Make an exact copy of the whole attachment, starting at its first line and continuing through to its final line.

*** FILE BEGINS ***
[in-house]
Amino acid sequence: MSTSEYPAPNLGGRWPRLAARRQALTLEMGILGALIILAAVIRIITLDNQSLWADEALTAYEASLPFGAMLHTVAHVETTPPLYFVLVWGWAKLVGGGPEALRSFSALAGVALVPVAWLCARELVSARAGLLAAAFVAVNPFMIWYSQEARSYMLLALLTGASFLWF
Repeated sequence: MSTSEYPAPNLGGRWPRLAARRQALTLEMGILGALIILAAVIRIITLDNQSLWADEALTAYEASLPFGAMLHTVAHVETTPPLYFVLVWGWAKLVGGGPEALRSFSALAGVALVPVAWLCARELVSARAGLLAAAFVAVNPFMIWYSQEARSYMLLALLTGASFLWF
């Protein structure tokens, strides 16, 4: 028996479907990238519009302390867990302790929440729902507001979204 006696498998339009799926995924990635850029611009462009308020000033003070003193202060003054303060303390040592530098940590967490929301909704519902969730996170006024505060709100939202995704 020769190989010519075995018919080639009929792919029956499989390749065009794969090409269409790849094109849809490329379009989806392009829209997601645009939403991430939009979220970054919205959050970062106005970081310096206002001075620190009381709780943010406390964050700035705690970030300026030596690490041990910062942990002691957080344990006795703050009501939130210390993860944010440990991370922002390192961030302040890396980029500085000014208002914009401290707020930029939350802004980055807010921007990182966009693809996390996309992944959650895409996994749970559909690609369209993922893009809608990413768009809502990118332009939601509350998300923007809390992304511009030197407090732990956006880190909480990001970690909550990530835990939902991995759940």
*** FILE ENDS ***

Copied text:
[in-house]
Amino acid sequence: MSTSEYPAPNLGGRWPRLAARRQALTLEMGILGALIILAAVIRIITLDNQSLWADEALTAYEASLPFGAMLHTVAHVETTPPLYFVLVWGWAKLVGGGPEALRSFSALAGVALVPVAWLCARELVSARAGLLAAAFVAVNPFMIWYSQEARSYMLLALLTGASFLWF
Repeated sequence: MSTSEYPAPNLGGRWPRLAARRQALTLEMGILGALIILAAVIRIITLDNQSLWADEALTAYEASLPFGAMLHTVAHVETTPPLYFVLVWGWAKLVGGGPEALRSFSALAGVALVPVAWLCARELVSARAGLLAAAFVAVNPFMIWYSQEARSYMLLALLTGASFLWF
């Protein structure tokens, strides 16, 4: 028996479907990238519009302390867990302790929440729902507001979204 006696498998339009799926995924990635850029611009462009308020000033003070003193202060003054303060303390040592530098940590967490929301909704519902969730996170006024505060709100939202995704 020769190989010519075995018919080639009929792919029956499989390749065009794969090409269409790849094109849809490329379009989806392009829209997601645009939403991430939009979220970054919205959050970062106005970081310096206002001075620190009381709780943010406390964050700035705690970030300026030596690490041990910062942990002691957080344990006795703050009501939130210390993860944010440990991370922002390192961030302040890396980029500085000014208002914009401290707020930029939350802004980055807010921007990182966009693809996390996309992944959650895409996994749970559909690609369209993922893009809608990413768009809502990118332009939601509350998300923007809390992304511009030197407090732990956006880190909480990001970690909550990530835990939902991995759940």